# Moving Peaks Benchmark with Multiswarm PSO¶

In this example we show how to use the `MovingPeaks`

benchmark. A popular algorithm on this benchmark is the Multiswarm PSO (MPSO) [Blackwell2004] which achieve a great offline error and is able to follow multiple peaks at the same time.

## Choosing the Scenario¶

The moving peak benchmark allows to choose from the 3 original scenarios proposed in the original studies. This is done by retrieving one of the constants defined in the `movingpeaks`

module. Here we will use Scenario 2.

```
from deap.benchmarks import movingpeaks
scenario = movingpeaks.SCENARIO_2
```

Once the scenario is retrieved, we need to set a few more constants and instantiate the benchmark, here the number of dimensions and the bounds of the problem.

For a list of all the variables defined in the `SENARIO_X`

dictionaries see `MovingPeaks`

class documentation.

## Initialization¶

As in every DEAP example we are required to create the objects. The moving peak benchmark is a max problem, thus we need a maximizing fitness. And, we associate that fitness to a particle as in the Particle Swarm Optimization Basics example.

```
creator.create("FitnessMax", base.Fitness, weights=(1.0,))
creator.create("Particle", list, fitness=creator.FitnessMax, speed=list,
best=None, bestfit=creator.FitnessMax)
creator.create("Swarm", list, best=None, bestfit=creator.FitnessMax)
```

Then, the particle generator is defined. It takes the particle class object `pclass`

into which to put the data. Remember that `creator.Particle`

, which is gonna be give to this argument in the toolbox, inherits from `list`

and can be initialized with an iterable. The position (elements of the list) and the speed (attribute) of the particle is set to randomly generated numbers between the given bounds.

```
def generate(pclass, dim, pmin, pmax, smin, smax):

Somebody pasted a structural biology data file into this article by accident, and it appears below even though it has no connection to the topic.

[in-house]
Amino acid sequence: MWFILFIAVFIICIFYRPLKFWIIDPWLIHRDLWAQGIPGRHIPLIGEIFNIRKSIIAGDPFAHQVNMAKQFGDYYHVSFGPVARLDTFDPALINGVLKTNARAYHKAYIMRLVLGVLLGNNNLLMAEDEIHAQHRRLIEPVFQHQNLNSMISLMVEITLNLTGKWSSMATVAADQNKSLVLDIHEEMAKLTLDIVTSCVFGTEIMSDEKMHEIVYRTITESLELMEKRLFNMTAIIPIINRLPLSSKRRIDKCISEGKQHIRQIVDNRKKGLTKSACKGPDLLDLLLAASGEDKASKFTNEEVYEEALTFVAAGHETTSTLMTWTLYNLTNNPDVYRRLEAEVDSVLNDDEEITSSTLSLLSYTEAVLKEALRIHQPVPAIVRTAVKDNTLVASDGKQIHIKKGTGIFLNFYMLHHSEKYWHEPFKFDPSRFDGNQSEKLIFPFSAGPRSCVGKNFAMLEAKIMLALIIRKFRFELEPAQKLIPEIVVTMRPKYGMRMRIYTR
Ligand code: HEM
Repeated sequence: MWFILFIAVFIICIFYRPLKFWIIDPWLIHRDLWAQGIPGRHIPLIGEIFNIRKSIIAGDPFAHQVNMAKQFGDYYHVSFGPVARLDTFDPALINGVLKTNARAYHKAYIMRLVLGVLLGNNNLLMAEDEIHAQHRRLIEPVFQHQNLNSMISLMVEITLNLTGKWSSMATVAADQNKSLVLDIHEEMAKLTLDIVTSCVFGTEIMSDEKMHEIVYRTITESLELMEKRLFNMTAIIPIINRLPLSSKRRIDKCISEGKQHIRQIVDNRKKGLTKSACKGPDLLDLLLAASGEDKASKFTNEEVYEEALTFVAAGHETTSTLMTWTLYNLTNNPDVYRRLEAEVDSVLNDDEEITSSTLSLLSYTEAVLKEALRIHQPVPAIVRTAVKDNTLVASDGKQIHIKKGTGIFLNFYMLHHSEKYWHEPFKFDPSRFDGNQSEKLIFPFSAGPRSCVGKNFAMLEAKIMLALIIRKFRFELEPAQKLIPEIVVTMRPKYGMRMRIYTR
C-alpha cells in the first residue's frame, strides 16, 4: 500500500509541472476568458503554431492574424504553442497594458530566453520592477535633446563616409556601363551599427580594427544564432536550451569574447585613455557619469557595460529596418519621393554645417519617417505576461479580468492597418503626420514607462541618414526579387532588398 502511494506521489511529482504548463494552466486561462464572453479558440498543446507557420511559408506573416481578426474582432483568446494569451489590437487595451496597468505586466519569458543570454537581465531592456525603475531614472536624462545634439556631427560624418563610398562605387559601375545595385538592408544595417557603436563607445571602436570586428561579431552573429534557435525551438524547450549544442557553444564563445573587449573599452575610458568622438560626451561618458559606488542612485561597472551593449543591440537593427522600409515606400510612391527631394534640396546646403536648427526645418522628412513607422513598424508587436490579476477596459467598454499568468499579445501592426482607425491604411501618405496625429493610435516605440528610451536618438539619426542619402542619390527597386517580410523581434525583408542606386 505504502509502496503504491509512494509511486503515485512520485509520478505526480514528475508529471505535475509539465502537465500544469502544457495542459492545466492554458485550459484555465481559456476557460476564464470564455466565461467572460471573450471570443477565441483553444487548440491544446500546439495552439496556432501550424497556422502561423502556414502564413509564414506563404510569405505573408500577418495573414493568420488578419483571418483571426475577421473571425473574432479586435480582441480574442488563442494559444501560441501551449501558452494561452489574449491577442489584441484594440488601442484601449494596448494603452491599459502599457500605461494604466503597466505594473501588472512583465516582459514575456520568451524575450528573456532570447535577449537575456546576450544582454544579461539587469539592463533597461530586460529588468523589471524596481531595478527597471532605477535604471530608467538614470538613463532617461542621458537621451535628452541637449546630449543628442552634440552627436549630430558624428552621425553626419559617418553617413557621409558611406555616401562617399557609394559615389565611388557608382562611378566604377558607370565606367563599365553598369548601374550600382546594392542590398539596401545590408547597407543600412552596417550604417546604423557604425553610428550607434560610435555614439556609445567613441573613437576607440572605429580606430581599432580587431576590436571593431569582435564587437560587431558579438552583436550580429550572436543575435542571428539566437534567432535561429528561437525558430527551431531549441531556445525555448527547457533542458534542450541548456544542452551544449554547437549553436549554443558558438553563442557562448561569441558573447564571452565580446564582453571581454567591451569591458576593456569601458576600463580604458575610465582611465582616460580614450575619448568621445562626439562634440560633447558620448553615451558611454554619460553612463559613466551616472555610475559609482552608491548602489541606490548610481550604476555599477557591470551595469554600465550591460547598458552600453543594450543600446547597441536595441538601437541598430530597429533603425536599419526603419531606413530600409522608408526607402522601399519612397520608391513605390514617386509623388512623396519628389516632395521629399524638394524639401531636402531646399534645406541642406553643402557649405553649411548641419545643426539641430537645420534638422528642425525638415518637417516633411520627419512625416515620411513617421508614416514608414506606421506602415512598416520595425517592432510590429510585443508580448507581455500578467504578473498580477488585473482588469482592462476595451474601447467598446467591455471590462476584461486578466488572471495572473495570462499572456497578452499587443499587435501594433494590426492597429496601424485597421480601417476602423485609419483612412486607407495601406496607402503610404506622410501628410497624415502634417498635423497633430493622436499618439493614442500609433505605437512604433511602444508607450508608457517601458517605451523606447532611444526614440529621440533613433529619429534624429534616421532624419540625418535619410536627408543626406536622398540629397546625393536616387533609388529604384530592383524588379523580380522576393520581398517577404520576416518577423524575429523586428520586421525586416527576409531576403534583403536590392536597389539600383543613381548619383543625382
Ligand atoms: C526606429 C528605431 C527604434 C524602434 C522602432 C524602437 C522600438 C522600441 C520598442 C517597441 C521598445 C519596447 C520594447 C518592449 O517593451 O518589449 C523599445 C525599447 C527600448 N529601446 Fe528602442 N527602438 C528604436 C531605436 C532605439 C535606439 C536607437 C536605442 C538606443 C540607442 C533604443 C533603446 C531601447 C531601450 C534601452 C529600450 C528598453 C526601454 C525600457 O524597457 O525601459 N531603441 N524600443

part = pclass(random.uniform(pmin, pmax) for _ in range(dim))
part.speed = [random.uniform(smin, smax) for _ in range(dim)]
return part
```

The next function update the particle position and speed.

```
def updateParticle(part, best, chi, c):
ce1 = (c * random.uniform(0, 1) for _ in range(len(part)))
ce2 = (c * random.uniform(0, 1) for _ in range(len(part)))
ce1_p = map(operator.mul, ce1, map(operator.sub, best, part))
ce2_g = map(operator.mul, ce2, map(operator.sub, part.best, part))
a = map(operator.sub,
map(operator.mul,
itertools.repeat(chi),
map(operator.add, ce1_p, ce2_g)),
map(operator.mul,
itertools.repeat(1 - chi),
part.speed))
part.speed = list(map(operator.add, part.speed, a))
part[:] = list(map(operator.add, part, part.speed))
```

Thereafter, a function “converting” a particle to a quantum particle with different possible distributions is defined.

```
def convertQuantum(swarm, rcloud, centre, dist):
dim = len(swarm[0])
for part in swarm:
position = [random.gauss(0, 1) for _ in range(dim)]
dist = math.sqrt(sum(x**2 for x in position))
if dist == "gaussian":
u = abs(random.gauss(0, 1.0/3.0))
part[:] = [(rcloud * x * u**(1.0/dim) / dist) + c for x, c in zip(position, centre)]
elif dist == "uvd":
u = random.random()
part[:] = [(rcloud * x * u**(1.0/dim) / dist) + c for x, c in zip(position, centre)]
elif dist == "nuvd":
u = abs(random.gauss(0, 1.0/3.0))
part[:] = [(rcloud * x * u / dist) + c for x, c in zip(position, centre)]
del part.fitness.values
del part.bestfit.values
part.best = None
return swarm
```

Finally, all the functions are registered in the toolbox for further use in the algorithm.

```
toolbox = base.Toolbox()
toolbox.register("particle", generate, creator.Particle, dim=NDIM,
pmin=BOUNDS[0], pmax=BOUNDS[1], smin=-(BOUNDS[1] - BOUNDS[0])/2.0,
smax=(BOUNDS[1] - BOUNDS[0])/2.0)
toolbox.register("swarm", tools.initRepeat, creator.Swarm, toolbox.particle)
toolbox.register("update", updateParticle, chi=0.729843788, c=2.05)
toolbox.register("convert", convertQuantum, dist="nuvd")
toolbox.register("evaluate", mpb)
```

## Moving Peaks¶

The registered evaluation function in the toolbox refers directly to the instance of the `MovingPeaks`

benchmark object `mpb`

. The call to `mpb()`

evaluates the given individuals as any other evaluation function.

## Algorithm¶

The algorithm is fully detailed in the file examples/pso/multiswarm, it reflects what is described in [Blackwell2004].

[Blackwell2004] | (1, 2) Blackwell, T., & Branke, J. (2004). Multi-swarm optimization in dynamic environments. In Applications of Evolutionary Computing (pp. 489-500). Springer Berlin Heidelberg. |